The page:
10 High EQ Ways to Check in on a Struggling Coworker

Jeannine notices her coworker Monty has seemed off the last two weeks. Monty’s known on the team for being especially stylish, organized, and loud in a fun way. Lately he’s a bit less put together. The left side of his hair appears disheveled, he arrives late, and he appears on Zoom in the same shirt across multiple days. Jeannine didn’t view this as particularly alarming at first considering the novelty in shifting to remote work, but this paired with the absence of his usual enthusiasm in meetings, concerns her. She knows she needs to check in with him to see how he’s doing.

The bad news about checking in remotely is that the environment is less under her control. When she calls Monty up, distractions are more likely, their usual shared meal or coffee is an impossibility, and a conversation-conducive location is no longer a given.

The good news is that these elements are all secondary to Jeannine’s approach, which is entirely within her control. Her approach consists of bigger things like knowing and managing their dynamic, listening carefully and asking good questions, and matching what she says and how she reacts to Monty sharing. In other words, a successful check-in with a struggling colleague is a matter of emotional intelligence (EQ). Below are ten emotionally intelligent strategies you can add to your EQ toolbox for more successful check-in conversations.

1. Make sure you can handle the conversation. Going deep with someone takes a toll on you too. Before you engage with a struggling friend, check in with yourself. By recognizing that you might not be ready, you could save both of you from a damaging conversation, where the other person doesn’t feel heard and you feel brought down.

2. Nail your timing. Remote check-ins may derail your ability to set a good atmosphere, but you can at least find a good time when your struggling coworker isn’t too busy or stressed and is at their most receptive. It should be a mutually agreed on moment.

3. Know your power dynamic. If you’re someone’s boss, be aware that you might not be the person they want to open up to. Worst case, your employee may even think a check-in indicates worry about performance. Leave discussion about work for other times. This conversation is only about how the person is doing. If the conversation doesn’t go further, you’ve reached out and that is enough for now.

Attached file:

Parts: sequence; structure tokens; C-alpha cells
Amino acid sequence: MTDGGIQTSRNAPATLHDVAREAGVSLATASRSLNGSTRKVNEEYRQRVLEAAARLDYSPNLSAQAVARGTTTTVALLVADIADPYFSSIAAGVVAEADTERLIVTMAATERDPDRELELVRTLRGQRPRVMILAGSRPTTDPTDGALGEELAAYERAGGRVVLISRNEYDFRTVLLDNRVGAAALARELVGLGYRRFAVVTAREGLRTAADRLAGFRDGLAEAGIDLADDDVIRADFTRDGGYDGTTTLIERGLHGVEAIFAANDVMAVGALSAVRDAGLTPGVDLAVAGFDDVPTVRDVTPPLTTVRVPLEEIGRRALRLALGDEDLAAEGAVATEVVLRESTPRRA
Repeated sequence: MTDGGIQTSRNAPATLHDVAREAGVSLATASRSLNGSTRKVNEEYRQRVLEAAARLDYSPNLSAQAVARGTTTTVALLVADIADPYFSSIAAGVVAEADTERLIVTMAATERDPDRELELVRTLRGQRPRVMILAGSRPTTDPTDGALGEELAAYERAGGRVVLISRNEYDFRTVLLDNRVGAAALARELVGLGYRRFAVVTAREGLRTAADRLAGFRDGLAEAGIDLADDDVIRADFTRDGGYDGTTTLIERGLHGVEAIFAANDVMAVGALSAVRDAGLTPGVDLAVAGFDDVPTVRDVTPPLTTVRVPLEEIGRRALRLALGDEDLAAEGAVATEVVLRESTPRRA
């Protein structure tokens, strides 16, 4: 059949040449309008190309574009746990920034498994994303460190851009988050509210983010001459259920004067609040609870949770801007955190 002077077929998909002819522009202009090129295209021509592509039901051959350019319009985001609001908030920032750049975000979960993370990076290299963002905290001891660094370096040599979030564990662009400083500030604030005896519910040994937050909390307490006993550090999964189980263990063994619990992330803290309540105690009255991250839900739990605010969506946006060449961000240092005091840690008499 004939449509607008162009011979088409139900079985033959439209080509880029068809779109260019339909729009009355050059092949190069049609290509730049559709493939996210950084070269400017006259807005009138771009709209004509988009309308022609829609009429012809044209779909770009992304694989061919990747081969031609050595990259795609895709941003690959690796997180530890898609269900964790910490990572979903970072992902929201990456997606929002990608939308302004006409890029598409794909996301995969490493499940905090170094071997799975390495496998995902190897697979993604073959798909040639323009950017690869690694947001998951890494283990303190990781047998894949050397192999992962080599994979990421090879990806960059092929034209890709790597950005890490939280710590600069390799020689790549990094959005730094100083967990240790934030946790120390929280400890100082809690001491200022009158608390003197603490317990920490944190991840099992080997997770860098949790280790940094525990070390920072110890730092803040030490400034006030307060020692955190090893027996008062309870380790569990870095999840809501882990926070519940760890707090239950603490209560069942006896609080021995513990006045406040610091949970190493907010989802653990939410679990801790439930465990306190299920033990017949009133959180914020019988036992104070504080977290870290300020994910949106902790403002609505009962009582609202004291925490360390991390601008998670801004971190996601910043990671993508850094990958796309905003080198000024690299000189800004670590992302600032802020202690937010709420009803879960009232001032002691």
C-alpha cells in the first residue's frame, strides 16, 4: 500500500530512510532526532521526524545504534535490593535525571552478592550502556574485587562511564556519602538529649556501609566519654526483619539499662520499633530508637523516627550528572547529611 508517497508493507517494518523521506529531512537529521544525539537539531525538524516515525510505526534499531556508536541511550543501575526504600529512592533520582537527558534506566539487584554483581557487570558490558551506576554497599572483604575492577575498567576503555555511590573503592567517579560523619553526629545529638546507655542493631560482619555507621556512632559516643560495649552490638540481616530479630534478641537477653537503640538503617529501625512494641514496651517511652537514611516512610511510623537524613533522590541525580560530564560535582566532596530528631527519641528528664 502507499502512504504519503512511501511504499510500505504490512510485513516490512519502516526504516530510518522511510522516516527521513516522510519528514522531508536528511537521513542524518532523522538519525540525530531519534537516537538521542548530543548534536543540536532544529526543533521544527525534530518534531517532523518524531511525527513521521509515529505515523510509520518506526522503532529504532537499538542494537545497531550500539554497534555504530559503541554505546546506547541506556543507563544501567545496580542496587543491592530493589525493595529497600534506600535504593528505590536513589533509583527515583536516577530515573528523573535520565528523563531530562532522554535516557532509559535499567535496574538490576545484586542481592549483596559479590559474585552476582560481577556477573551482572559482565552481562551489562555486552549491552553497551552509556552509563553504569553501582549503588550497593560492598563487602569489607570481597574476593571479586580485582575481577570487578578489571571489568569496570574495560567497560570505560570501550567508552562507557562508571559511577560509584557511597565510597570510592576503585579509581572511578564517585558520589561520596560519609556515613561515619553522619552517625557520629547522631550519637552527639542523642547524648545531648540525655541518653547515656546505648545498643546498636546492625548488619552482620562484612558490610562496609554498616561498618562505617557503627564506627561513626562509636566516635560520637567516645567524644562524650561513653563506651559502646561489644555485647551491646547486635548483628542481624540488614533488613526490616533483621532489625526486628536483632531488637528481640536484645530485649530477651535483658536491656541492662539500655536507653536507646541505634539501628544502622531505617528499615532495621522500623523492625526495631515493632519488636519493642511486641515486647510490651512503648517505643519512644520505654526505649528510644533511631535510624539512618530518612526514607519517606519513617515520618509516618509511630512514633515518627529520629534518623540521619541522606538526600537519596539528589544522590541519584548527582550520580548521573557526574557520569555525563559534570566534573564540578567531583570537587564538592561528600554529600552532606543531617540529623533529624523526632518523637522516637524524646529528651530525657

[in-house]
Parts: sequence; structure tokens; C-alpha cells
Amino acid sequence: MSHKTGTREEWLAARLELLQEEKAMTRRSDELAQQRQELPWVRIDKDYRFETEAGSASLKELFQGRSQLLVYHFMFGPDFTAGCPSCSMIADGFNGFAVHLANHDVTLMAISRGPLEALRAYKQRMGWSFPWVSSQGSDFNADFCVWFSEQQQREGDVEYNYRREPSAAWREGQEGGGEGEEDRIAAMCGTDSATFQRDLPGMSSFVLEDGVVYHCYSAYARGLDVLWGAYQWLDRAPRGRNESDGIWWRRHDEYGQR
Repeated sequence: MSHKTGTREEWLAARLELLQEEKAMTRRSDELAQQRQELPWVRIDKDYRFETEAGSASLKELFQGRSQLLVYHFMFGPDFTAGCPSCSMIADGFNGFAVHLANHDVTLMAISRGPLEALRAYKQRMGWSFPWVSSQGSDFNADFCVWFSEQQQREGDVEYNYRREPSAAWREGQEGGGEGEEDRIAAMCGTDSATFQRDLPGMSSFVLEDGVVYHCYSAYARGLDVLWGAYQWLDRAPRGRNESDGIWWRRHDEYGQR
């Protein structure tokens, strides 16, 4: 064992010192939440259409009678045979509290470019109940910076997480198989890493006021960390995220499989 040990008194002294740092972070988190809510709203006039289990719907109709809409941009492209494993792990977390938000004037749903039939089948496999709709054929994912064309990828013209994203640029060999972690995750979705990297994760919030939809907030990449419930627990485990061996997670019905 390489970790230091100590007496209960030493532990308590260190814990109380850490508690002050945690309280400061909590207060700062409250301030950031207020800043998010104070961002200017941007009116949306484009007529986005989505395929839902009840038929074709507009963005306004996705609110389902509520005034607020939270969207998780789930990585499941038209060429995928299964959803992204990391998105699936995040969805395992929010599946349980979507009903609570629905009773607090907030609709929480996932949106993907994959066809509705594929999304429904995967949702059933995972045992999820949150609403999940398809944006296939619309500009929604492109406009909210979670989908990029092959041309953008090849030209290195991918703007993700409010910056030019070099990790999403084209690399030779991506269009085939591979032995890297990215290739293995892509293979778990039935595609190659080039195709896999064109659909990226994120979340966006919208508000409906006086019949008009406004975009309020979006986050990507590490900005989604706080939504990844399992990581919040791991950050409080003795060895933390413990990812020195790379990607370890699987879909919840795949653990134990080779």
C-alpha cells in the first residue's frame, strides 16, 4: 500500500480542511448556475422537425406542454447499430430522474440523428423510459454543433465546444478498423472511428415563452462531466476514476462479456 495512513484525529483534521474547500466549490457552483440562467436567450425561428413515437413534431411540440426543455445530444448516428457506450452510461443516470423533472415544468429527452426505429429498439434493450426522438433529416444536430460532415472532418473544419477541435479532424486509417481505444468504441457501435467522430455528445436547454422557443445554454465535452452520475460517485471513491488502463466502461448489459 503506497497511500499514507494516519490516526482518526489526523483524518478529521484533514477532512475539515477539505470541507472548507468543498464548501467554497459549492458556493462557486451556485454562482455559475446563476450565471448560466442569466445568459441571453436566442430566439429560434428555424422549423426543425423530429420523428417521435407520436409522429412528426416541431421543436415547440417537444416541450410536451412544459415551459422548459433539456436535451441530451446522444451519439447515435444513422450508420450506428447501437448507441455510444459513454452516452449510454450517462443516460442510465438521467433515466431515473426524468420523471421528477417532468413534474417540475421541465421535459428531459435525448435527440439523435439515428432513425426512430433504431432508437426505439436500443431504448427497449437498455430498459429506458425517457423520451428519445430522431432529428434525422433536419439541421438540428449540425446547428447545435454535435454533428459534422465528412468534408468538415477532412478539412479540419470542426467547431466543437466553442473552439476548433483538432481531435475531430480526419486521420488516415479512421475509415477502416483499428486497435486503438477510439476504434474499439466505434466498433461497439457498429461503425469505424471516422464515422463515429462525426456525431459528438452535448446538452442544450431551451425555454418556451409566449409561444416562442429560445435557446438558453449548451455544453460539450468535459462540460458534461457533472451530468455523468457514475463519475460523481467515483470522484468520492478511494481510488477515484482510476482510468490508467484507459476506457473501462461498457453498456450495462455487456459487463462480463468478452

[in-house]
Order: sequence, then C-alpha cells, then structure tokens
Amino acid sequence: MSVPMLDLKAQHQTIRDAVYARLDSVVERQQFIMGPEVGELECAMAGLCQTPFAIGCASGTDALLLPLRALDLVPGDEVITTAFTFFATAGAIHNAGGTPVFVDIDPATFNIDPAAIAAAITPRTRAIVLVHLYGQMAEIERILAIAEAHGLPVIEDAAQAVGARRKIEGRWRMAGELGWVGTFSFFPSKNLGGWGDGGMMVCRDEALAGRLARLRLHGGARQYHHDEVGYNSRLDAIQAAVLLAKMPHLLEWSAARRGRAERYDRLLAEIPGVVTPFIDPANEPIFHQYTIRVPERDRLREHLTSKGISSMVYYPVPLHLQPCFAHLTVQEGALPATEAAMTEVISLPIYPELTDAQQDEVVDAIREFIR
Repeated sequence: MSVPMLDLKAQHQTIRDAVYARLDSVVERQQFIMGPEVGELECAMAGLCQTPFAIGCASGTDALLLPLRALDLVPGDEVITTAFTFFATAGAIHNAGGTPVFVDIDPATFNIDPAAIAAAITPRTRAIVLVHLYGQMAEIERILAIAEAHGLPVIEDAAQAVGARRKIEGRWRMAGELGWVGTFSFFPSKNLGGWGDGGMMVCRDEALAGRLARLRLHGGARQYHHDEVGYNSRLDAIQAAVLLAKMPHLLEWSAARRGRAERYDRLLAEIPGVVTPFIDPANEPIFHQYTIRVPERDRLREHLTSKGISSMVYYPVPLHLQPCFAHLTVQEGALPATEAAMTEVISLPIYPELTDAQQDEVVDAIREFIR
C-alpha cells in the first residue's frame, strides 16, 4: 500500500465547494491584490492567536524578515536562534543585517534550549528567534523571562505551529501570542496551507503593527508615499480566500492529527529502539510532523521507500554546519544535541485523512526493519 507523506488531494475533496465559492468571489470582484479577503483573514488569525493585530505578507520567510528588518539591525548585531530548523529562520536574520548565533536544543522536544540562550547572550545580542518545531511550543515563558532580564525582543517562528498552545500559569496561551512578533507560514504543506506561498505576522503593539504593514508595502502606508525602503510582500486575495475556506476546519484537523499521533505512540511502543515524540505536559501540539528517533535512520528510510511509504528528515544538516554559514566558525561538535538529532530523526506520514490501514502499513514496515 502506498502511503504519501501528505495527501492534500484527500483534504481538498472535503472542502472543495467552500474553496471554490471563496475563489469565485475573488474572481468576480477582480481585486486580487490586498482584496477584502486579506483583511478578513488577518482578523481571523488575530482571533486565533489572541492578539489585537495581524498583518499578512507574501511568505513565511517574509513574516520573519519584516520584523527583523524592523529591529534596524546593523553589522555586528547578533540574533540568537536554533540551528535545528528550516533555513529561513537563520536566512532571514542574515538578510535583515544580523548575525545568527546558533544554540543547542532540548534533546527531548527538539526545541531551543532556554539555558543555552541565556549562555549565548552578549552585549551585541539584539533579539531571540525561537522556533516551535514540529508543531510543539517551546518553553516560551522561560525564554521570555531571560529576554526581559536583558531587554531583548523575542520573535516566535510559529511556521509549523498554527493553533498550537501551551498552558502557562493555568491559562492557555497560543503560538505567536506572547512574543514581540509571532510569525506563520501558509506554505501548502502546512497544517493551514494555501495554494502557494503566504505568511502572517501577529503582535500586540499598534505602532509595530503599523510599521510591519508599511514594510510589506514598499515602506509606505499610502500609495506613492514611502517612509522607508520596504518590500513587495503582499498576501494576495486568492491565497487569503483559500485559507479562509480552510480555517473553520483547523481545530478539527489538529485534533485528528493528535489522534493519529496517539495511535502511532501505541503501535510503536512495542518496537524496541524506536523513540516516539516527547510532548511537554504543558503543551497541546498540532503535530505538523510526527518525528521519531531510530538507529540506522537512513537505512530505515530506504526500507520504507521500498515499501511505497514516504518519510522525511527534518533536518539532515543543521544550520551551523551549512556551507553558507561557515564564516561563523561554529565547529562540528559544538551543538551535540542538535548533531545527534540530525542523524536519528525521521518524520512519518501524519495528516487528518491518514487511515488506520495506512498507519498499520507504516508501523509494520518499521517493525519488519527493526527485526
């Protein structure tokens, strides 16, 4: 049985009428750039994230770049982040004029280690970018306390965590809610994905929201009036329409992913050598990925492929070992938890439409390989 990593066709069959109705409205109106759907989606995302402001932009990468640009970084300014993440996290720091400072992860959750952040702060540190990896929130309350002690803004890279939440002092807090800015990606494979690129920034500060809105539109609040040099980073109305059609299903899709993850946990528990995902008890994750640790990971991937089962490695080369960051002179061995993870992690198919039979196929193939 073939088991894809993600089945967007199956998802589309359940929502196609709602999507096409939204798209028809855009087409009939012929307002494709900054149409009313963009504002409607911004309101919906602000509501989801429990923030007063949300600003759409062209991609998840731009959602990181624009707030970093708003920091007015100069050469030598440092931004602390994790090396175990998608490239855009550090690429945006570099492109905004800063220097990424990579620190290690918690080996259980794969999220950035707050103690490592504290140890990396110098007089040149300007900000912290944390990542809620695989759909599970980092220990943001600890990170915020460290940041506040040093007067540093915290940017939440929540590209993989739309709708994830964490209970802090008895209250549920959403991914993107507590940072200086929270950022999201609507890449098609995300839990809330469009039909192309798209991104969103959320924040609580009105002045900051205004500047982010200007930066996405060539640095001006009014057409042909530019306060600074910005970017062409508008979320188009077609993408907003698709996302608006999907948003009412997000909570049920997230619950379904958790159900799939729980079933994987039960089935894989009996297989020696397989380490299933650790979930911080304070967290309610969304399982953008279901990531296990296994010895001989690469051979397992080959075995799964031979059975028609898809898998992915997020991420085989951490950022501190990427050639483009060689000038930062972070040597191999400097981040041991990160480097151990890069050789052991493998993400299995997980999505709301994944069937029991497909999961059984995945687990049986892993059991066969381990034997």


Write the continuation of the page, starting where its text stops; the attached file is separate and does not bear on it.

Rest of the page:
4. Approach gently. A lighter entry to a deep conversation helps oil the hinges. You don’t have to perform a joke, and you probably shouldn’t. Start with small talk. Ask about something lightly work-related, and make the conversation a bit more organic and a bit less forced. Listen for any opening to use your check-in question. If nothing obvious arises, perhaps give it more time.

5. Be specific. One way to stay in your lane is to share exactly what you noticed about your coworker that concerns you. Point out to Monty that he’s been late to three meetings and much less talkative this week. By communicating what you observed, you act as a mirror. Then just stop talking. The silence will give them a chance to respond. Often, observations serve as a natural entry point because the person realizes how their behavior looks and wants to explain. The key to this approach is not to make any assumptions and not to come across as judgmental.

6. Be open-ended. On the opposite end of the spectrum from specificity, a simple “How are things?” can offer an entry point, especially for someone who likes to share. Open-ended questions are useful because they don’t show judgment or a desire to pry something loose.

7. “Do you want to talk or do you want some distraction?” Posing this question sounds blunt but can be a great check-in question for someone you’re close to. Sometimes people prefer your company to your counsel.

8. Don’t push. When it comes to someone’s feelings, being pushy can cause people to clamp up, lash out, or resent you. This is especially true when they’re in a vulnerable state.

9. Get vulnerable. Sharing about yourself opens a kind of exchange. Saying something as small as “It’s been tough for me during social distancing to concentrate on listening during the meetings with my kids being noisy in the background,” can soften the environment. Showing vulnerability is an especially good strategy for supervisors approaching employees because it temporarily levels the playing field.

10. Don’t waste time sweating your response. When your coworker does open up, don’t expend all your mental energy trying to solve their problem or devise the perfect response. It’s tempting to ask what you can do to help, lay out your advice, or share your similar experience from third grade. But, all of these things distract the point of the conversation and often make it about you.

From Insights to Action. You might notice that each of these strategies boil down to the same thing: Making the other person comfortable. That’s because honest and vulnerable conversations can only happen when people feel comfortable enough to share.

For additional TalentSmart articles, visit https://www.talentsmart.com/articles/.

Leave a Reply